Preparation of antigen-decorated nanostructures
Structures were designed using caDNAno33. The 18HB had been characterized previously34,35,36. The standard folding conditions used in this study were 20 nM ssDNA scaffold, 100 nM each staple oligonucleotide, 13 mM MgCl2, 5 mM Tris pH 8.5, and 1 mM EDTA. Folding was carried out by rapid heat denaturation followed by slow cooling from 80 to 60 °C over 20 min, and then from 60 to 24 °C over 14 h. Removal of excess staples was done by washing (repetitive concentration/dilution) the 18HB with PBS pH 7.4 supplemented with 10 mM MgCl2 in 100 kDa molecular weight cut-off 0.5 ml Amicon centrifugal filters (Merck Millipore).
Uncertainty estimation of distances
All double-site distances (that is, all except the ‘0’ nm) have variations that come from the linker length of two nucleotides, and from variations of the structures as a whole. The structural variations of the 18HB used for these experiments were thoroughly characterized in previous work36. From these earlier measurements, we found that the structures can vary in length due to bending and other variations with a s.d. of 3% of the total length. The linkers additionally constitute entropic springs centred around the mean distances with a maximum extension at each site of approximately 2 nm, and thus x ± 4 nm for a two-site distance, where x is the mean antigen separation. The variance of a uniform distribution with a 4 nm spread is 42/12 nm2 and the standard deviations used for the plots are calculated as the square root of the sum of these variances: σ(x) nm = √(42/12 + (0.03x)2).
Preparation of streptavidin CM3 sensor chip for SPR
A BIAcore t200 (GE Healthcare) was used to measure the binding kinetics of the antibody–antigen pairs. Streptavidin (Sigma-Aldrich) was dissolved in 100 mM sodium acetate buffer, pH 4.5, and immobilized on a CM3 chip (GE Healthcare) according to the manufacturer’s instructions. The biotinylated anchor oligonucleotide was adjusted to 200 nM in HBS-EPs running buffer, and passed through the SPR surface for 20 min, followed by a 5 min 50 mM NaOH washing.
SPR kinetic experiments
Streptavidin (10 µg ml–1 in 10 mM NaOAc, pH 4.5) was immobilized to a CM3 sensor chip (GE Healthcare) via NHS EDC (N-hydroxysuccinimide/1-ethyl-3-(3-dimethylaminopropyl) carbodiimide) coupling; the running buffer used here was 1×HBS-EP (GE Healthcare). Biotinylated anchor oligonucleotides (200 nM diluted in 1×HBS-EP running buffer) was injected over the surface for 20 min, followed by in short 5 min injection of 50 mM NaOH to wash away non-specifically bound oligonucleotides. The DNA nanostructures carrying the antigen patterns (prepared in 1×PBS supplemented with 10 mM MgCl2) were injected over the streptavidin – biotin anchor oligonucleotide surface for 20 min, followed by a 10 min buffer wash. Antibodies were diluted to various concentration ranges, depending on its affinity towards its antigen (0.025–0.5 nM for anti-DIG antibodies and 1–50 nM for antibiotin antibodies, 0.0256–1 nM for anti-NIP antibodies). A single cycle kinetics injection was used to inject the increasing concentrations of the antibodies, with each concentration having a 3 to 5 min contact time and 30 µl min–1 flow rate to avoid mass-transfer limitations, and after the highest concentration, the dissociation curved was recorded for 15 min. All antibody kinetics experiments with DNA origami patterns were carried out with 1×HBS-EP running buffer supplemented with 10 mM MgCl2. The t200 evaluation software was used to fit the data to a 1:1 Langmuir binding model and calculate the Ka, Kd and binding capacity. The surface was regenerated with a 5 min injection of 50 mM NaOH.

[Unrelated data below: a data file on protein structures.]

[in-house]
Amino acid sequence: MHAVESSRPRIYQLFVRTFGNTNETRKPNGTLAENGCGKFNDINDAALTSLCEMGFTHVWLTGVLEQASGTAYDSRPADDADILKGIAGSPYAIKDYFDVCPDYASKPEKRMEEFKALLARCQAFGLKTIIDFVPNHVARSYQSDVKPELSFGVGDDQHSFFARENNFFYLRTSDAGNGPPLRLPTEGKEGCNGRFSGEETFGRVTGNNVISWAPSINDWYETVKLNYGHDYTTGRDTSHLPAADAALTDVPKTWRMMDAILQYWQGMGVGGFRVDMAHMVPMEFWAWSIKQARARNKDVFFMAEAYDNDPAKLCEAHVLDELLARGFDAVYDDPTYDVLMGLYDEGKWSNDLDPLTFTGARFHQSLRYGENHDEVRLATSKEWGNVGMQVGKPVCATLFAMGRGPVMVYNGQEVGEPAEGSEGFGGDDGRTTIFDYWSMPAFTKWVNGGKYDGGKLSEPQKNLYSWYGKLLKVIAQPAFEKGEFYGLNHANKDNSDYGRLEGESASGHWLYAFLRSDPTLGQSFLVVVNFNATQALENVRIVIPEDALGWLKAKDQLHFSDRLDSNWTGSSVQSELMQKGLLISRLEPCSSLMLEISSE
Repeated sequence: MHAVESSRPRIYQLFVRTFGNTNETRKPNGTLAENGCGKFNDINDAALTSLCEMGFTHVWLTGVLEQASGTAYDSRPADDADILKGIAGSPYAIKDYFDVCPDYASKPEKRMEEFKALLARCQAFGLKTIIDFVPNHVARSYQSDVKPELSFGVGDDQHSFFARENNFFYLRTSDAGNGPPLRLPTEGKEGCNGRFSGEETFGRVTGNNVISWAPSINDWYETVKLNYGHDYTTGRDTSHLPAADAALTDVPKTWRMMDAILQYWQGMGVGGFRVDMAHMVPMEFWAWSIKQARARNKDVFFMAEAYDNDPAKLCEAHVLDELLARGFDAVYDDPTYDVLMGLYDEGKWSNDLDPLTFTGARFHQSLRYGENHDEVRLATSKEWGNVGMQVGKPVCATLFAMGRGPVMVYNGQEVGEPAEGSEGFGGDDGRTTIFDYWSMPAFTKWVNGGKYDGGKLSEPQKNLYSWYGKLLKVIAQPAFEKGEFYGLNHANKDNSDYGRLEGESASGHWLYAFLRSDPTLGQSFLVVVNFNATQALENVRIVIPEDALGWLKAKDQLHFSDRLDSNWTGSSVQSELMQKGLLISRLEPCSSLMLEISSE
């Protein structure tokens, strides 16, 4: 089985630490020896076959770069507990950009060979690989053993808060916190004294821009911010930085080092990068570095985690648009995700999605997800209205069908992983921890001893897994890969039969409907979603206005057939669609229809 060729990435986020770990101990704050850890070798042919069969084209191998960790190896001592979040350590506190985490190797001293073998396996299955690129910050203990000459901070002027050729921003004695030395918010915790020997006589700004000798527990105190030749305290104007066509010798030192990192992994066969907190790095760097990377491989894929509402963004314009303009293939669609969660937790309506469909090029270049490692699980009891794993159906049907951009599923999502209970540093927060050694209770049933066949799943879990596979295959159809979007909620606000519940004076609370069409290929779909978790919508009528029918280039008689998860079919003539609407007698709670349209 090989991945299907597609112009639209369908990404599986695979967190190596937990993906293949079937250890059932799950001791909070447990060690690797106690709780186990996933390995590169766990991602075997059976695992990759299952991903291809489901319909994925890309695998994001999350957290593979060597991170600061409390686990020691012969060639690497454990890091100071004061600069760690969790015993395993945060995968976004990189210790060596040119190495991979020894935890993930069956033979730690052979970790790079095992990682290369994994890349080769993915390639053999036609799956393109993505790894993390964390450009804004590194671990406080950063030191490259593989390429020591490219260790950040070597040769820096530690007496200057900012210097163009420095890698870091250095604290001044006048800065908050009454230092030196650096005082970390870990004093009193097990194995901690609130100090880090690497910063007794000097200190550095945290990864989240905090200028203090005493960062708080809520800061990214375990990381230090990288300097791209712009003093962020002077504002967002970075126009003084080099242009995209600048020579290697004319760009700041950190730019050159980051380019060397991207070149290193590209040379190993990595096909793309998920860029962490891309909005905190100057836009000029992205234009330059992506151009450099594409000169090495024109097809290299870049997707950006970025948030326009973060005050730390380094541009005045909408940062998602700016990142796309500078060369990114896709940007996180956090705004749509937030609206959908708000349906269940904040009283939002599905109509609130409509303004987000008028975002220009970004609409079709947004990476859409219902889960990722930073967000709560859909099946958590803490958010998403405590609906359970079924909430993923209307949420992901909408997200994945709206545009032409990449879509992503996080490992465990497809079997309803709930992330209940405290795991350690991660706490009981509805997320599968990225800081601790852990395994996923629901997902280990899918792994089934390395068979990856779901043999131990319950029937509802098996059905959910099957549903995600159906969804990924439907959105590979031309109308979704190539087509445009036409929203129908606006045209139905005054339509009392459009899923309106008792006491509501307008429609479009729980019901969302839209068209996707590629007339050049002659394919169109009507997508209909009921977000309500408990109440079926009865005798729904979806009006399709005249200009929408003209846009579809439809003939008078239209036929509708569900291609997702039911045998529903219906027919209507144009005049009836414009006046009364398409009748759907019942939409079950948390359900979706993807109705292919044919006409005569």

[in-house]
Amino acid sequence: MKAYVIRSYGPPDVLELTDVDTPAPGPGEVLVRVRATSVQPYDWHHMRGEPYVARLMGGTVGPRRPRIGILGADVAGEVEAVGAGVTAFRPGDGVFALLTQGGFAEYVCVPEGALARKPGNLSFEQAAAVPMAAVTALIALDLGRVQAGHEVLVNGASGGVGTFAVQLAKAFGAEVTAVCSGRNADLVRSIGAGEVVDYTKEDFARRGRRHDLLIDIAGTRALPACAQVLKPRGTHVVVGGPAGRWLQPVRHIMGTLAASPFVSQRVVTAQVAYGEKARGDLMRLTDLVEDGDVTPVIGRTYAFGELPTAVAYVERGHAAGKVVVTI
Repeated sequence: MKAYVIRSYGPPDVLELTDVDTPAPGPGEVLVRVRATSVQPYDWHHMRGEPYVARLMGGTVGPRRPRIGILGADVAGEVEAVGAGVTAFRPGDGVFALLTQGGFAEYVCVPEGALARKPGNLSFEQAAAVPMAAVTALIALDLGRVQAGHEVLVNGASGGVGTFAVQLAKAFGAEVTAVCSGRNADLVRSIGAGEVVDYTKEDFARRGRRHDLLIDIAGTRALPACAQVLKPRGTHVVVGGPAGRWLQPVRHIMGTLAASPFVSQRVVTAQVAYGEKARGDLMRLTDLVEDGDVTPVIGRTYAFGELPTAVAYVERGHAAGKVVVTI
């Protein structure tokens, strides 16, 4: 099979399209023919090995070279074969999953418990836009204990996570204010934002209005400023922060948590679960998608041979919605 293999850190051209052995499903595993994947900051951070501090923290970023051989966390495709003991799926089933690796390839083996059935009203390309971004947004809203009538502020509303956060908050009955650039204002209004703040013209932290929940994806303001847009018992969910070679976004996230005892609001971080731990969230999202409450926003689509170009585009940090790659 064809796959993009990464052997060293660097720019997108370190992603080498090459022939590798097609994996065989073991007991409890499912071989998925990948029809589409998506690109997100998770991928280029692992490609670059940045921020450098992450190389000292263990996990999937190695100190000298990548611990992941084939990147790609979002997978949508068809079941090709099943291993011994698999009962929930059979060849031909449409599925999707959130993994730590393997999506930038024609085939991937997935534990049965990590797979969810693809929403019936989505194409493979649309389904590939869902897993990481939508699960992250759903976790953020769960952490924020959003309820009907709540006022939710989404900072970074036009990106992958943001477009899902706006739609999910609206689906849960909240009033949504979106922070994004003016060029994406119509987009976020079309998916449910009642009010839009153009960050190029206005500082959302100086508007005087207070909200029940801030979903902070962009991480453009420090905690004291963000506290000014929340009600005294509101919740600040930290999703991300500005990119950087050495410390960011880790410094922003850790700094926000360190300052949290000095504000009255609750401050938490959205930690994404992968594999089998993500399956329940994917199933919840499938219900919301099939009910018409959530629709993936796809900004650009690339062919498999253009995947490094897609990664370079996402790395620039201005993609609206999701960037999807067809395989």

Transmission electron microscopy
Purified DNA nanostructures (5 μl, 10 nM) were spotted on glow-discharged, carbon-coated Formvar grids (Electron Microscopy Sciences) and incubated for 20 s before blotting with filter paper; the grid was immediately stained with 2% w/v uranyl formate solution for 20 s and finally blotting of the solution. The grids were then imaged with an FEI Morgagni 268(D) transmission electron microscope.
The DNA origami nanostructures were loaded (64 pmol) in 2% agarose gels that contained 0.5 mg ml–1 ethidium bromide, and the gel was run at 70 V for 3.5 h in an ice water bath. The gels were imaged with ImageQuant LAS 4000 (GE Healthcare).